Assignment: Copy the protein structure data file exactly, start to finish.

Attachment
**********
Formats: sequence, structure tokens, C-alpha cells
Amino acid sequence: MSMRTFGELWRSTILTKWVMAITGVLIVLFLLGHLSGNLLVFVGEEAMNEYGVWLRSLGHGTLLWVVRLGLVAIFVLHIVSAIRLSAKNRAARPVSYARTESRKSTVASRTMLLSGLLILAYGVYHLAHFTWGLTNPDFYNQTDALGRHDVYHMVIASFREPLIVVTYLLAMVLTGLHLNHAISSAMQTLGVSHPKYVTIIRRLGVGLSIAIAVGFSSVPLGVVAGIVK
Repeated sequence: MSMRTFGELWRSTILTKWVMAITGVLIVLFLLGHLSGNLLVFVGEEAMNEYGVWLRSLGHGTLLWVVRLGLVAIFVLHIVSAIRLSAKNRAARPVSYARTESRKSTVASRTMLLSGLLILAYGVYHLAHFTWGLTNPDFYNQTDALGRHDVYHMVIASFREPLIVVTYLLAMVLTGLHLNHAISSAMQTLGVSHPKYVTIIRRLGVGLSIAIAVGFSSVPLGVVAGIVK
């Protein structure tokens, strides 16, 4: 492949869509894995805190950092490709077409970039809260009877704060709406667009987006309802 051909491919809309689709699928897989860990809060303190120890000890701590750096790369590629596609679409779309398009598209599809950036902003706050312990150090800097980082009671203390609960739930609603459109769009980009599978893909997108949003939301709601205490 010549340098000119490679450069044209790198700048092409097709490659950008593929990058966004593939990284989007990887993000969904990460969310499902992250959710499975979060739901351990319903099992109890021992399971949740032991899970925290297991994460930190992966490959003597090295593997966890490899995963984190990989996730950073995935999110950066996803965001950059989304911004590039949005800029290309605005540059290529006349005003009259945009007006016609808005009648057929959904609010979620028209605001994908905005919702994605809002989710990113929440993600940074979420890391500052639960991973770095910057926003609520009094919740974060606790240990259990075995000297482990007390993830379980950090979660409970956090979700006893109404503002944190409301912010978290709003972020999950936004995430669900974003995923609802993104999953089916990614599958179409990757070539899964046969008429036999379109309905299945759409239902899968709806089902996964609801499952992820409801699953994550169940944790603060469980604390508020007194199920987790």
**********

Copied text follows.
Formats: sequence, structure tokens, C-alpha cells
Amino acid sequence: MSMRTFGELWRSTILTKWVMAITGVLIVLFLLGHLSGNLLVFVGEEAMNEYGVWLRSLGHGTLLWVVRLGLVAIFVLHIVSAIRLSAKNRAARPVSYARTESRKSTVASRTMLLSGLLILAYGVYHLAHFTWGLTNPDFYNQTDALGRHDVYHMVIASFREPLIVVTYLLAMVLTGLHLNHAISSAMQTLGVSHPKYVTIIRRLGVGLSIAIAVGFSSVPLGVVAGIVK
Repeated sequence: MSMRTFGELWRSTILTKWVMAITGVLIVLFLLGHLSGNLLVFVGEEAMNEYGVWLRSLGHGTLLWVVRLGLVAIFVLHIVSAIRLSAKNRAARPVSYARTESRKSTVASRTMLLSGLLILAYGVYHLAHFTWGLTNPDFYNQTDALGRHDVYHMVIASFREPLIVVTYLLAMVLTGLHLNHAISSAMQTLGVSHPKYVTIIRRLGVGLSIAIAVGFSSVPLGVVAGIVK
């Protein structure tokens, strides 16, 4: 492949869509894995805190950092490709077409970039809260009877704060709406667009987006309802 051909491919809309689709699928897989860990809060303190120890000890701590750096790369590629596609679409779309398009598209599809950036902003706050312990150090800097980082009671203390609960739930609603459109769009980009599978893909997108949003939301709601205490 010549340098000119490679450069044209790198700048092409097709490659950008593929990058966004593939990284989007990887993000969904990460969310499902992250959710499975979060739901351990319903099992109890021992399971949740032991899970925290297991994460930190992966490959003597090295593997966890490899995963984190990989996730950073995935999110950066996803965001950059989304911004590039949005800029290309605005540059290529006349005003009259945009007006016609808005009648057929959904609010979620028209605001994908905005919702994605809002989710990113929440993600940074979420890391500052639960991973770095910057926003609520009094919740974060606790240990259990075995000297482990007390993830379980950090979660409970956090979700006893109404503002944190409301912010978290709003972020999950936004995430669900974003995923609802993104999953089916990614599958179409990757070539899964046969008429036999379109309905299945759409239902899968709806089902996964609801499952992820409801699953994550169940944790603060469980604390508020007194199920987790």